Looking After Your Home During the Colder Months
This week the big freeze hit the UK, which has probably made you want to wrap up warm and stay indoors. However, even your house can be affected by the colder weather, so it’s important to know exactly how to prevent damages, leaks and unpleasant situations.
Prevent frozen pipes
A major concern during the winter months, it only takes one cold spell to raise the risk of your water pipes freezing, cracking and then bursting. The best way to avoid this situation is to leave your central heating on low, or putting it on a timer so that it comes on in short bursts throughout the day.
If you’re lucky enough to be jetting off somewhere this winter, ask a trusted friend or neighbour to check on the house and make sure the heating is on.
When it gets particularly cold, try leaving cupboard doors under sinks open, to allow warm air to pass around the pipe. Also run your cold taps regularly to make sure they haven’t frozen. In a similar way, keep room doors slightly ajar to allow warm air to circulate around the house, especially if you have some rooms or hallways without radiators.
To keep the warm air in and cold air out, shut your curtains as soon as it gets dark. This will go a long way in keeping your rooms warm and saving energy. It might also be a good idea to invest in some draught excluders for outside doors. Bills are notorious for going up during this season, so every little helps when it comes to conserving energy.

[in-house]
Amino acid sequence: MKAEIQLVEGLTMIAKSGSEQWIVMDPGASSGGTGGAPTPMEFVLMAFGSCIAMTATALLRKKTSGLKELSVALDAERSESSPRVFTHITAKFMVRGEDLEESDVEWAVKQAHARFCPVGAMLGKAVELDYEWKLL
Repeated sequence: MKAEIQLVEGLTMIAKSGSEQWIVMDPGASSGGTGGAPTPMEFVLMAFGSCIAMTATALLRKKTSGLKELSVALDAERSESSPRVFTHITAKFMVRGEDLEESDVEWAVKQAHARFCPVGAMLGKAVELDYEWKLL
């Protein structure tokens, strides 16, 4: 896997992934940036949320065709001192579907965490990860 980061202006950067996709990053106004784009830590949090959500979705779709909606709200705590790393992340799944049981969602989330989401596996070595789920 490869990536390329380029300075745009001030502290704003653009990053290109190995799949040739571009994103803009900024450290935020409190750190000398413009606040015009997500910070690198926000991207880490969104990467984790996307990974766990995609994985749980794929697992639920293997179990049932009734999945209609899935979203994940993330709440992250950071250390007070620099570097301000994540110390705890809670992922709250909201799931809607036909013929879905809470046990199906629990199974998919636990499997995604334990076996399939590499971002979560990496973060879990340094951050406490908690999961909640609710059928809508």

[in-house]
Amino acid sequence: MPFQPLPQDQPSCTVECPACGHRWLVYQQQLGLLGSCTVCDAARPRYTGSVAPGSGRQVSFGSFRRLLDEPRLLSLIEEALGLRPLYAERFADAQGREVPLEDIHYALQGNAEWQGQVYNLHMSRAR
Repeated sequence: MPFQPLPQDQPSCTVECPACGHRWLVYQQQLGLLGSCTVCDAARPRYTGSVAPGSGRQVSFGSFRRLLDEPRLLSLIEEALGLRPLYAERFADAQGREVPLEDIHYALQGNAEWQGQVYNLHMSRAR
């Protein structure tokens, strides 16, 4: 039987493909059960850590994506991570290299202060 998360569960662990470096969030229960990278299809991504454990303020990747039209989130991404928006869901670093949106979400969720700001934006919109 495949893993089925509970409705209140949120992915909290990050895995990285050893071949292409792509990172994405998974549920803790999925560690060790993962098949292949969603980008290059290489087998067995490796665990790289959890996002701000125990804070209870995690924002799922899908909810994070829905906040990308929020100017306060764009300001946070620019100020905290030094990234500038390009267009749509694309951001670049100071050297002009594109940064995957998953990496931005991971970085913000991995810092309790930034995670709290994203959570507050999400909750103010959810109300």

Speaking of energy, as the days are short and dull, you’ll probably be reaching for that light switch a lot more than you usually would. Save money by investing in some energy-saving bulbs, this way you’ll be able to see on the cloudy days without it costing you a fortune.
Keep well ventilated
Just because it’s cold outside, it doesn’t mean that it can’t get humid inside. Prevent damp by making sure your house is as well ventilated. Open your windows for a couple of hours each day to let some fresh air in and humid air out. If you really can’t stand the cold, invest in an electric dehumidifier to collect water from the air, especially if you’re drying your clothes indoors.
On top of all this, where possible, move your furniture away from radiators, to allow for a consistent heat flow throughout the rooms.
Don’t bring the weather inside
You don’t want to be bringing the wet and damp indoors, so be sure to get everyone in the house to remove their shoes and coats at the door. Have a space where people can hang up wet clothing and brollies to dry, and pop a good doormat at the entrance to avoid muddy carpets and damp furniture.